Germans say inflation will increase, despite Central Bank's forecast
28% of poll respondents believe Germany's inflation will continue to rise.
Contrary to the German Central Bank's prediction, half of Germans anticipate more inflation in 2023, according to a study from the DPA news agency on Monday.
The Bundesbank predicted that from an average of 8.6% in 2022 to 7.2% in 2023, inflation will be on the decline. However, according to a YouGov poll cited by the news agency, almost 28% of respondents believe inflation would continue to be high.
The poll's findings recorded that 35% of respondents anticipate that inflation will increase over the next three years, 24% predict that it will stay high, and only 28% anticipate that it would decline.
22% of Germans said that they were saving less money than before due to rising prices, according to the poll. The poll was conducted from December 16-19 and surveyed 2057 people.
The energy crisis will increase inflation, reduce real disposable incomes, and hinder household consumption until at least mid-2023, the Bundesbank said, even though gas shortages are not anticipated. Production will be hampered by high energy costs, particularly in sectors that use a lot of energy.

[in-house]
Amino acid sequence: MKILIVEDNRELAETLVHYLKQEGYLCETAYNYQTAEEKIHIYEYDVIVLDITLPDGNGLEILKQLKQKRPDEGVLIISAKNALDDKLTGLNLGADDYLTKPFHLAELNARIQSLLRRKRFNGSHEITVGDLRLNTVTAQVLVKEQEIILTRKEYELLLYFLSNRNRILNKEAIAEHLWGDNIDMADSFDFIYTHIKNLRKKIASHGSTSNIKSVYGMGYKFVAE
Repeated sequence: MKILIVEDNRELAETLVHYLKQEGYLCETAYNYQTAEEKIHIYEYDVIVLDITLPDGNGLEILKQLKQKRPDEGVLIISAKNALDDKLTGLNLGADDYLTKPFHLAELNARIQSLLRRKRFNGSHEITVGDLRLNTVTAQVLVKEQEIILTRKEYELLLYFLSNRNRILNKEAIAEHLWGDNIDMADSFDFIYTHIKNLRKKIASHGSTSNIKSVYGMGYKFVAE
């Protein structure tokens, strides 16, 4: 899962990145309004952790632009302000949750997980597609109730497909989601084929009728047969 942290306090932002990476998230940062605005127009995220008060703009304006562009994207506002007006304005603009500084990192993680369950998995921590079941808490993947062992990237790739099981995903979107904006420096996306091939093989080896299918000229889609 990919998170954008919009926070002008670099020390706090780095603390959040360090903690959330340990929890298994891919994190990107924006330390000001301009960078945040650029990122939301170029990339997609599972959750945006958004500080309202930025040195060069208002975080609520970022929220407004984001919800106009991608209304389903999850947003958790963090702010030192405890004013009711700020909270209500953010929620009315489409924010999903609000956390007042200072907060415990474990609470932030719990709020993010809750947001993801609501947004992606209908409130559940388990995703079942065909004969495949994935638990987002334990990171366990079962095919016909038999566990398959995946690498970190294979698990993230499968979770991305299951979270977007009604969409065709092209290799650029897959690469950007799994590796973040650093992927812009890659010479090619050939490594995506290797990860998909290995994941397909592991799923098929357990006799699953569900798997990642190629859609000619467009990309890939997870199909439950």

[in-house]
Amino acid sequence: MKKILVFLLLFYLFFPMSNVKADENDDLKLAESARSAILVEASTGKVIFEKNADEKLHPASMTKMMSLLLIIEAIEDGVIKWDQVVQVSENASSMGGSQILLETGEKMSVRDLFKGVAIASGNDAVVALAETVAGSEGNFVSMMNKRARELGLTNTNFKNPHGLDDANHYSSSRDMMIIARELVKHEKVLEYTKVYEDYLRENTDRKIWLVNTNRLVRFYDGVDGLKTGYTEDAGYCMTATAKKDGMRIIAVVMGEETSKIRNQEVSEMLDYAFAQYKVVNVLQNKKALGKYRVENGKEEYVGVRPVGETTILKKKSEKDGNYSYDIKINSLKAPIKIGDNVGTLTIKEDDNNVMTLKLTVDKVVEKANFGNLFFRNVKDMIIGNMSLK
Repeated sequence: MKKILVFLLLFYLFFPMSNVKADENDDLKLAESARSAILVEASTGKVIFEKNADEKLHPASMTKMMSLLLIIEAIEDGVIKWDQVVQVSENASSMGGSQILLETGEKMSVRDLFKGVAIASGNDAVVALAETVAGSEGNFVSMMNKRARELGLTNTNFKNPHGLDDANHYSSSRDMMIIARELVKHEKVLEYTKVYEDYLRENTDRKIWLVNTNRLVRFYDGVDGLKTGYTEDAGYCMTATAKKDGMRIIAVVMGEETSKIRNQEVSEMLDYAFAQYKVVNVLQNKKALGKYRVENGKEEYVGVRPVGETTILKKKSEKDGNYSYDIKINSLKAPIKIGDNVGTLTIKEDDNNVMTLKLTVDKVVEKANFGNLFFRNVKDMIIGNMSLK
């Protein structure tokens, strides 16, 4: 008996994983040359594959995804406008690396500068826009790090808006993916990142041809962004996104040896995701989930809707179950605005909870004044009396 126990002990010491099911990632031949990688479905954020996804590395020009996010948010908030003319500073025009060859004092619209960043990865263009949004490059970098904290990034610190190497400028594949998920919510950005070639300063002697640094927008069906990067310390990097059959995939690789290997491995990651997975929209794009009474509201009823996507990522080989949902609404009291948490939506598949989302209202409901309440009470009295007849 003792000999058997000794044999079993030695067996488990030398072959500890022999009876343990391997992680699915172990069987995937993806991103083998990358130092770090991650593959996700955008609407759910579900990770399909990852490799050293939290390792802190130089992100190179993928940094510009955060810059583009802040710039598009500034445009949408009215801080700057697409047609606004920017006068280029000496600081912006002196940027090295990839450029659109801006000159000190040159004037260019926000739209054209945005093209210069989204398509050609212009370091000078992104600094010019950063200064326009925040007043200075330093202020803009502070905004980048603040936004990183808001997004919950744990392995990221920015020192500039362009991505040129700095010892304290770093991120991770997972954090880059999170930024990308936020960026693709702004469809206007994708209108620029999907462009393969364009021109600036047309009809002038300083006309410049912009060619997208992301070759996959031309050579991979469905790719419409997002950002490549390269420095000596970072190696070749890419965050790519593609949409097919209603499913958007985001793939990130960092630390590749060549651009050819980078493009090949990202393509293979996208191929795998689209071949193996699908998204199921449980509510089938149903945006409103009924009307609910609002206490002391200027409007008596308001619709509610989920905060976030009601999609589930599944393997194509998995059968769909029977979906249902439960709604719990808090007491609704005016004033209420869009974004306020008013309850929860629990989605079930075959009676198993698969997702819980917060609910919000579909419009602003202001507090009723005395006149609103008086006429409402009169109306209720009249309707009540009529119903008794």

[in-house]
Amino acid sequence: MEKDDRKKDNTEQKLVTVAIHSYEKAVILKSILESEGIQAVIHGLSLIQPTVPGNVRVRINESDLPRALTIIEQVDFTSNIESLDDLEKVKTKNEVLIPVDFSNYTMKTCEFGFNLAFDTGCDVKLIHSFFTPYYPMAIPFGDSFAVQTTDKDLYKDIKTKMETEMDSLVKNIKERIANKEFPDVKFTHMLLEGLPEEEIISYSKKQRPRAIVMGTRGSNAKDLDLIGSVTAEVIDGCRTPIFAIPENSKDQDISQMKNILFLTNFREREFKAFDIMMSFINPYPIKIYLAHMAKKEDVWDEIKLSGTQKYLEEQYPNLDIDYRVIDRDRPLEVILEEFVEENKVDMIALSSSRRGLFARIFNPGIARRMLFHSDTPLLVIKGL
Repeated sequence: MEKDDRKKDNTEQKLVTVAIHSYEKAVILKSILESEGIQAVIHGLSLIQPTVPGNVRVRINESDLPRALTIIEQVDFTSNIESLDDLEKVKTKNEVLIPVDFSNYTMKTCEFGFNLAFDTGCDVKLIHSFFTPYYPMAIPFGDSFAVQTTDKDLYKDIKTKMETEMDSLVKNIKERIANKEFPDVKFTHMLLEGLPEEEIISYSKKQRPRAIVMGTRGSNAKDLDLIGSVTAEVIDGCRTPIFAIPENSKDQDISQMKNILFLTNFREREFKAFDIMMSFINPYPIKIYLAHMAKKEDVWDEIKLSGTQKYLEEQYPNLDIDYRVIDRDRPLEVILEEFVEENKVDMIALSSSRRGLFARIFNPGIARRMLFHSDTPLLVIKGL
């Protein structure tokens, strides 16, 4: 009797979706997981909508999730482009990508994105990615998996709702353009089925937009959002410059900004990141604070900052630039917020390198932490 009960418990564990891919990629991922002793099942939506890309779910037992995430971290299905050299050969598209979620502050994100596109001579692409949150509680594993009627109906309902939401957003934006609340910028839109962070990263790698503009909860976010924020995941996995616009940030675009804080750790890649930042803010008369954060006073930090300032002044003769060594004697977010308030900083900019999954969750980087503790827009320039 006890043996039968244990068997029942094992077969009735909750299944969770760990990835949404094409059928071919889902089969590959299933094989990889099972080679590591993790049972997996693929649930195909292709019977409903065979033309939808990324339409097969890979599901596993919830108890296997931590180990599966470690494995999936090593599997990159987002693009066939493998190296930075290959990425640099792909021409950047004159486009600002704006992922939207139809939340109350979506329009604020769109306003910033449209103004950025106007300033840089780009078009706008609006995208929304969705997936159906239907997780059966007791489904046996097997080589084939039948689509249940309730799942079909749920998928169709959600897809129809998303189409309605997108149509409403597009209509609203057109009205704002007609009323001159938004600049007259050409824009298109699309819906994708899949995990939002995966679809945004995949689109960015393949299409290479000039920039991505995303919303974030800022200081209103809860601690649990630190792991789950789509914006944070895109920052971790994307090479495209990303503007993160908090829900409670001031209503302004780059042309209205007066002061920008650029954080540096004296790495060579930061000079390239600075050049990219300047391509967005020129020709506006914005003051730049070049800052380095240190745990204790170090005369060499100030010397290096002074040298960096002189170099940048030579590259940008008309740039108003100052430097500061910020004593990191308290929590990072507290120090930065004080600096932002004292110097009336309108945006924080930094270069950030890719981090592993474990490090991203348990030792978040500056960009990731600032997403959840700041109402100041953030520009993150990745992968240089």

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Yesterday, a report suggested that the inflation in Germany is likely to remain high until the end of 2024 as the country's companies spill their rising costs onto customers, the government's senior economic aide warned.
"Inflation will also be an issue in 2024, and only thereafter will we maybe see it returning to 2%," Monika Schnitzer, who heads the council of economists that advises the German government said.
"Inflation is remaining high because we are seeing second-round effects, with companies passing on their higher costs - and some significantly exaggerating," she added, according to Rheinische Post newspaper.